My wallet and I vow to do better every year, and most years we fail.
Christmas is supposed to be a time of giving. But for me, it is a time of empty wallets and “unique budgeting.” You know the kind of budgeting I’m talking about…..robbing Peter to pay Paul. Yea, these aren't my proudest moments, but it’s the truth. I definitely wasn't using the "B-Word". Here’s another truth I have to admit: when we had kids, Christmas slowly became an obsession of what toys we could get the kids and what gifts could we give to show someone we loved them.
Yes, we were giving, but for all the wrong reasons.
There was a lot of self-gratification in our spending. And our wallet was angry. We have 4 kids, 3 grandparents, 5 uncles, and who knows how many cousins! Christmas for us was an EXPENSE!
Our Christmas Spending had gone wild in all the wrong ways.
After robbing Peter to pay Paul, and watching our wallets "Make it Rain" in Wal-Mart in order to get our kids everything they wanted for Christmas, our kids would only play with the toys for a month. In some cases, the kids would play with the BOXES the toys came in instead of the actual toy! They would create rockets ship, train cars, and medieval weaponry. So I decided to wise up and sought advice from my mom tribe in order to get my Christmas spending under control.
My sister has automatic deposits that go into a “Christmas Account.” They use that money to buy whatever Christmas gifts they need. It works for her, but for me, I need all my money during the year to create a nice “nest egg.” (Which hatches whenever I catch the travel bug.)
I have another friend who doesn’t celebrate Christmas at all. Instead her family celebrates Kwanza. The few gifts she gives are more of the meaningful variety, rather than materialistic toys from commercials. She also spends considerably less during this giving season than I do. I mentioned that idea to the Grandparents, and they replied verbatim: “I don’t care what you do, I’m gonna buy my grand babies whatever I want to buy them!”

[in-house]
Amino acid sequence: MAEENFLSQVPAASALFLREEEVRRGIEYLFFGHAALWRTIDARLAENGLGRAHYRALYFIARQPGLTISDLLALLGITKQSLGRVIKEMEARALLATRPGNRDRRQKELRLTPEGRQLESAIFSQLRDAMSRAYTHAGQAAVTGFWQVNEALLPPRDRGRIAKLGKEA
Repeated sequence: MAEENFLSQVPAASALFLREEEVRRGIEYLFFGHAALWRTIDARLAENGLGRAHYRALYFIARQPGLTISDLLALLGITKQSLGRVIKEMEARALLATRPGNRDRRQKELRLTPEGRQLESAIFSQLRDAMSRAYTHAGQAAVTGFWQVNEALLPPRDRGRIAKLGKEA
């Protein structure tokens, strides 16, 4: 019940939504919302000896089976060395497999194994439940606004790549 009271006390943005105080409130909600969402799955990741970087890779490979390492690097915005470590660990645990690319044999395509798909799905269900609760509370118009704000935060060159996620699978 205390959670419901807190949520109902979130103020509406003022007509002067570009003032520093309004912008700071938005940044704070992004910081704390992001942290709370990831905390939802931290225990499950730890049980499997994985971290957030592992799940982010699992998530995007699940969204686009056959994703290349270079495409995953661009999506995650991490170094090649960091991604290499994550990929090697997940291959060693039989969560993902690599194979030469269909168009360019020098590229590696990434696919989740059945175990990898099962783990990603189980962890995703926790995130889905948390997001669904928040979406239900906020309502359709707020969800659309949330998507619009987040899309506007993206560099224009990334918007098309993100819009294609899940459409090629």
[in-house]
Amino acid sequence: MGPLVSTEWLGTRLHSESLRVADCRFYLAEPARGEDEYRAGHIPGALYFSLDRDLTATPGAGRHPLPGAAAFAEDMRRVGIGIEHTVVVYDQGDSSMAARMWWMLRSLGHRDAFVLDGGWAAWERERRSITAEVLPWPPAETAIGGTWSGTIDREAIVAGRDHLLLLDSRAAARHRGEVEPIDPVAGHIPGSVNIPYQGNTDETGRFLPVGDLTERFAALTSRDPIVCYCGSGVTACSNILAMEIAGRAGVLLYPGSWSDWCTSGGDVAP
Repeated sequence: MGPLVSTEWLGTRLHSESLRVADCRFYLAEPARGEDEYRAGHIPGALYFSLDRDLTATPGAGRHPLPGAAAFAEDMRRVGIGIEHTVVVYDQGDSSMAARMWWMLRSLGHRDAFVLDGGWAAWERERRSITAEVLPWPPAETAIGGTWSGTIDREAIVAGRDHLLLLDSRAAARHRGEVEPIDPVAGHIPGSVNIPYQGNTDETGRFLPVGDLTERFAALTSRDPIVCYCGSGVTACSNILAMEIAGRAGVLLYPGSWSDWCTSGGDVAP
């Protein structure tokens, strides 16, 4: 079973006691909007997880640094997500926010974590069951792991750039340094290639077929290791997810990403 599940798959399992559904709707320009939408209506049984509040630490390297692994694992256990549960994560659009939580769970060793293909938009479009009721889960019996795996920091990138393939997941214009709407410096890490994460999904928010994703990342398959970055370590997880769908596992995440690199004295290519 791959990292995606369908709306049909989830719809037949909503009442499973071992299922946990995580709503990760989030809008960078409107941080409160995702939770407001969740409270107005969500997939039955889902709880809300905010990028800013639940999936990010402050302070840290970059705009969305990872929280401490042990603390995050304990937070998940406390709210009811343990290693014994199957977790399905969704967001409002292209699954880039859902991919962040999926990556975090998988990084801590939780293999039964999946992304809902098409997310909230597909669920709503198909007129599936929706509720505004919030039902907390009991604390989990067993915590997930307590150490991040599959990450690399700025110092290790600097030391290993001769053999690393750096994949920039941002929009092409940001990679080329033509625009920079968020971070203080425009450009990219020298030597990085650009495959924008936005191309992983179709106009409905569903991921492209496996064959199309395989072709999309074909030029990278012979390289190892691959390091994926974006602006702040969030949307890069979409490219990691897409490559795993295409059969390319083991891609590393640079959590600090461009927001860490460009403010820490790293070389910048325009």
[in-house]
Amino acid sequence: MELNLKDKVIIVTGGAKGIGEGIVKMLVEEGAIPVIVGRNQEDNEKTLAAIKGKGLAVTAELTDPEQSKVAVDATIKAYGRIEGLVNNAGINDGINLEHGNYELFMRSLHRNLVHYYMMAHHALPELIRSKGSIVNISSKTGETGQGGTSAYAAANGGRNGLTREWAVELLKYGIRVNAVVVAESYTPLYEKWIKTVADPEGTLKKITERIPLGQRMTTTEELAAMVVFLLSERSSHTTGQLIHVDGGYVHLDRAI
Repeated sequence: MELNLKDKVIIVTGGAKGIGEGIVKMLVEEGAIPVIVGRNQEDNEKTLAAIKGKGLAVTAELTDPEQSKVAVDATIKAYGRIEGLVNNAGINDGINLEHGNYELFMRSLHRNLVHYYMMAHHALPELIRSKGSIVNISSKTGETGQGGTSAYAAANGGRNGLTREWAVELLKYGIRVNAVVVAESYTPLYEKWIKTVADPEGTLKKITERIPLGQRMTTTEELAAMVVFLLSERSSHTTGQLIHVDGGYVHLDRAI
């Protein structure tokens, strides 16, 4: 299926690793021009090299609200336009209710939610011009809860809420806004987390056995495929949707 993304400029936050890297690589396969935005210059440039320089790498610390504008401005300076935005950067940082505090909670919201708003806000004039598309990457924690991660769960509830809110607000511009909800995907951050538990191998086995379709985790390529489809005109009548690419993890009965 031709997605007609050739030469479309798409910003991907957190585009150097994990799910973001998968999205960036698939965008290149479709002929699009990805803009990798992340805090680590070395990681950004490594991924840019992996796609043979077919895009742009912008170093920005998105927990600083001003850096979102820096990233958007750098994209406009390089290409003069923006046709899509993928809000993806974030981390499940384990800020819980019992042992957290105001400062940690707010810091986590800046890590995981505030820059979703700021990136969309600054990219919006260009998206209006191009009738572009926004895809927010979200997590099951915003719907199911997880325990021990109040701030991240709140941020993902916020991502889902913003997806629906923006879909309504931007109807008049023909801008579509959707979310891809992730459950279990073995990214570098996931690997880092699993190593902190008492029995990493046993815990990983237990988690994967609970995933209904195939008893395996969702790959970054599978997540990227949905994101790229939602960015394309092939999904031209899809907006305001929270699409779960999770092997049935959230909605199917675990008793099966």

So with that logic, I decided to skip that plan. Well, I still want to teach them about Kwanza, but I will also keep the Christmas traditions.
One day I came across a Facebook post. It went something like this, “Something they want. Something they need. Something to wear. And something to read.”
In other words, our kids would ultimately receive 4 gifts each. Not just any 4 gifts, but 4 USEFUL gifts. I decided to give it a try. (What's the worst that could happen? I spend less during Christmas?! LOL) If 4 gifts is too many, read "Our 3 Gift Christmas."
Each of my kids received a toy from their list to Santa for the “Something they want”. We would limit this cost to $25 per kid, unless the gift was something that could be shared by all of the kids. (Like a gaming system, board games, or team play gear.)
In the “Something they need” category, I bought shoes. We all know how quickly kids grow out of shoes. The shoes we bought at the beginning of the school year are either too small now, looking like “buddies,” or are talking. (Talking is when the sole of the shoe is coming apart from the rest of the shoe.) We would spend about $45 or less per kid in this category. There are always shoe sales going on. Shoe Carnival always has the BOGO 1/2 Off deals.
For the “Something to Wear” spot, we would always get pajamas. And yes, I mean always. Again, kids grow like weeds. We would buy them their favorite PJs and put it in their Christmas Eve Box. The Christmas Eve Box would consist of their favorite movie snack, a mini-mason jar of Hot Cocoa Mix, a pack of popcorn, and of course, their new PJs.
The “Something to Read” was super easy. I would get the latest Dogman Book or fantasy novel or anything Pinkalicious. If I had trouble selecting inexpensive books, the staff at Novel are always helpful.
Our Christmas Spending usually is as follows: $100 for the “Something You Want”, $180 for the shoes under the “Something You Need”, $50 for PJs and maybe $40 for book with “Something to Read.” (I’m a librarian, so free books kinda just fall in my lap.) That’s a whopping $370 we spend for our kiddos during Christmas. At first, we were spending about…wince…$800-$1000. Yea, again, not my proudest moment.
To satisfy the adults in our family, we play Dirty Santa.
Each adults agrees to purchase 10 small gifts. These gifts range from a set of washcloths from Wal-Mart or holiday-themed lotion from Bath and Body Works to a tin of homemade cookies or a $20 Amazon card. (Seriously, it’s so random and so fun.) We play Christmas Trivia games using a Jeopardy Game that I create myself using PowerPoint. (You can also use KaHoots too.) If you answer the trivia question correctly, you get to retrieve a gift from under the tree or steal from someone else. Everyone LOVES this! We usually contribute about $50-75 worth of “gifts” for Dirty Santa.